How to Make Hollandaise Sauce
Hollandaise Sauce, like Bearnaise and Mayonnaise, is part of the emulsion family of sauces that really should be taught in high school chemistry for their amazing combining effects and delicate nature. Even though my attempts at Mayonnaise failed a couple of years ago, and I’ve never tried to do it again, Hollandaise is one of those things that I was able to make on the first go. Don’t ask me why, as the principles are basically the same.
This velvety, slightly tangy sauce is perfect over vegetables, like now-in-season asparagus, and lovely over poached eggs for an indulgent Sunday brunch (New York Times optional). Below, I’ve listed several tips that can help lead you to success in preparing this sauce. It’s not fool-proof, but once you’ve made this from scratch, you’ll never use pre-made versions again. Once you understand the tricks to it, it goes very quickly and you can adjust to avoid culinary disaster and scrambled mess (much the same as with making a custard sauce).
Before you try this recipe, make sure someone is watching the kids, turn off the TV and radio, and make sure that you can concentrate fully for 15 minutes on making this sauce. You cannot afford to be distracted, not even for an instant. That’s my word of warning. This is very easy to make and even easier to make a hash of in seconds. So, how is that for scaring you off of making it before you’ve even started?
Tip 1: Get everything together and laid out (mis en place) before starting the recipe. Allow the butter to have cooled for just a bit before starting.
Tip 2: Put the burner on the lowest possible heat, even if it doesn’t seem very high just by looking at it. If cooking with a gas fire, the residual heat from melting the butter will be enough to warm the mixture.
Tip 3: Don’t be afraid to take mixture off of the heat, if it seems as though it is starting to curdle. Whisk vigorously to recombine ingredients if it looks like this is happening. You have mere moments to avoid the sauce collapsing once it has started.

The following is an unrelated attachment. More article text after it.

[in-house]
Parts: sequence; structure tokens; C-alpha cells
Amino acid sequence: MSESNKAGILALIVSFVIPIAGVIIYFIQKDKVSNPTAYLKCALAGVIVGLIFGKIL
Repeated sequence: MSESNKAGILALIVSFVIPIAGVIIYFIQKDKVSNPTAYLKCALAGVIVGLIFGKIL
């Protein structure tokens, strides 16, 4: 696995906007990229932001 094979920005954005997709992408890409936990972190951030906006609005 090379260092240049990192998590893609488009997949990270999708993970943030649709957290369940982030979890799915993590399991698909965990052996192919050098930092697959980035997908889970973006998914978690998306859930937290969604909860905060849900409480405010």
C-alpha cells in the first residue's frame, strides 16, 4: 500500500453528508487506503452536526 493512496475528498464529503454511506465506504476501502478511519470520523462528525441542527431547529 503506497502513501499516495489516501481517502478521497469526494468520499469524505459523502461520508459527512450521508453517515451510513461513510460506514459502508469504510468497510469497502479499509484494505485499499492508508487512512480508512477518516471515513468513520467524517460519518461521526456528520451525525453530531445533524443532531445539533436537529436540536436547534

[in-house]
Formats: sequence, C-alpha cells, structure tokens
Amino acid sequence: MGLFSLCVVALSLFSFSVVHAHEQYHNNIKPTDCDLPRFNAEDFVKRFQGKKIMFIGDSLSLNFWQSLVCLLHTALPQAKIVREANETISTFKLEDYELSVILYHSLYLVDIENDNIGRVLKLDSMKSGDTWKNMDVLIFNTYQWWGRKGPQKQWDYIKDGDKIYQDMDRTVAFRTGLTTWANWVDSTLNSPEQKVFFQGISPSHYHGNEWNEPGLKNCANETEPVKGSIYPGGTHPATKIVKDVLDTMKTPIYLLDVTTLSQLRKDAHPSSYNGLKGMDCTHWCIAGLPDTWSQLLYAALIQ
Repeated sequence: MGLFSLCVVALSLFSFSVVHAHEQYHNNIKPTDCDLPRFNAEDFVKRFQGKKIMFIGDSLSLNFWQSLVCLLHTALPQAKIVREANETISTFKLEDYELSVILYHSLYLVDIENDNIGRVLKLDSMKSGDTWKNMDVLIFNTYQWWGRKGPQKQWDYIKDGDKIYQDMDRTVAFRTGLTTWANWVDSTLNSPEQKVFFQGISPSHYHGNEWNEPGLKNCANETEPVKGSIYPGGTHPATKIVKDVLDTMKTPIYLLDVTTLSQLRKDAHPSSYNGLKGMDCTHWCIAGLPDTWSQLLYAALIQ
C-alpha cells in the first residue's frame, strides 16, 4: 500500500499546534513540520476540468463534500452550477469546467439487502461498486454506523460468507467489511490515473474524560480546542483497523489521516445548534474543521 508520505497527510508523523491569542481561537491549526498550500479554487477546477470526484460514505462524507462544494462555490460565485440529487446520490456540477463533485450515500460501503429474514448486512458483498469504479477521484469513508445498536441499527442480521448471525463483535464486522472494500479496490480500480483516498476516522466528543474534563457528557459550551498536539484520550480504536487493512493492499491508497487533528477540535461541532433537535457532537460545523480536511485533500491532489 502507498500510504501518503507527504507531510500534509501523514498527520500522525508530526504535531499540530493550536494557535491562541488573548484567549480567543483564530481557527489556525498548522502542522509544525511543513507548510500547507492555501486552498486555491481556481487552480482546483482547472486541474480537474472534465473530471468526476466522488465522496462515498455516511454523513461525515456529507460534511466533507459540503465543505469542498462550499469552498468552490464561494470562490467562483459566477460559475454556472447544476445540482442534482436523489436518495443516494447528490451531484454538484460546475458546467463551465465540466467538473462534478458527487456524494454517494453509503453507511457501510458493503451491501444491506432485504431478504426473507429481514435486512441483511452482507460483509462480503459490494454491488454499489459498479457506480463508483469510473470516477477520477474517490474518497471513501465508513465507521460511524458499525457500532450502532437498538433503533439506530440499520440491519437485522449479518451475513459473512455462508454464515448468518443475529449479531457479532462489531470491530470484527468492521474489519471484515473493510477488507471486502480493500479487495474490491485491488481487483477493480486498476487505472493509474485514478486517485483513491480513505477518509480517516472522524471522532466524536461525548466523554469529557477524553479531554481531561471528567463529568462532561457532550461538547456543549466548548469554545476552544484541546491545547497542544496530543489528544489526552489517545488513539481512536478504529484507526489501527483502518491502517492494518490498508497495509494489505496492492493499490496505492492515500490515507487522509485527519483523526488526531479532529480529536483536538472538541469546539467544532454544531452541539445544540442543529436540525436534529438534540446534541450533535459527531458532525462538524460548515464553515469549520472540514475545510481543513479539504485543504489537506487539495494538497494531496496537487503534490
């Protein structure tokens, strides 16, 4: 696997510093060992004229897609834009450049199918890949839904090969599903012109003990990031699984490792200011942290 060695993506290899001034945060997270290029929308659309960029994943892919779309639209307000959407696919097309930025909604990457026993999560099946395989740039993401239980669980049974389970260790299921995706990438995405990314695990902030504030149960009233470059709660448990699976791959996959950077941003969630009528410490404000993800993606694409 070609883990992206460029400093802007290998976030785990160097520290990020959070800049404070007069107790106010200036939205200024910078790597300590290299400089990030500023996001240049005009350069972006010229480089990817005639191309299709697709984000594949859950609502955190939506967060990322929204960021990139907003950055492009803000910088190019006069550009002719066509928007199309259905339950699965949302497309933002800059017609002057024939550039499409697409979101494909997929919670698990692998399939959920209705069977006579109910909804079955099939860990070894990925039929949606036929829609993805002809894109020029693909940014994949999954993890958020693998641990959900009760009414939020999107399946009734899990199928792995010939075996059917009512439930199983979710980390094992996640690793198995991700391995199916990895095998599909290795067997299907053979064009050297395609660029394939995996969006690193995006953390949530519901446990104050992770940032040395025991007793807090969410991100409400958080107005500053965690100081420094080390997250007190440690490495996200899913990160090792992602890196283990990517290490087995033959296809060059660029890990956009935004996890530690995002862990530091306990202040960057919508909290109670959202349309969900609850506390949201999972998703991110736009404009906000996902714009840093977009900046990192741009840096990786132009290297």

Prep Time: 15 minutes
Serving size: makes about 1 cup sauce
2 egg yolks at room temperature
2-3 tsp. lemon juice
2 tsp. water
1/4 tsp. salt
1/8 tsp. ground black pepper
2 tsp. cold unsalted butter
8 Tbsp (1 stick) unsalted butter, melted
In heavy saucepan over lowest heat setting on stove, beat together egg yolks, lemon juice, water, salt, and pepper until thoroughly combined for about 2 minutes. Add cold butter and whisk in until completely incorporated, about another 2 minutes. Be careful not to let the sauce start to break up or look like scrambled eggs.
The mixture will start to get thicker, like heavy cream, as you whisk it continuously. At the point where you start to see the bottom of the pan between strokes, start adding the melted butter 1/2 tsp at a time. Incorporate each addition of butter thoroughly before adding the next portion and stir constantly to keep the sauce from breaking apart.
You can take the pan on and off the heat, whisking all the while, to keep it stable during this process (which I sometimes do). When all the butter has been added, remove from the heat and taste for seasoning. The mixture should look like a thick golden custard. Serve immediately while still warm.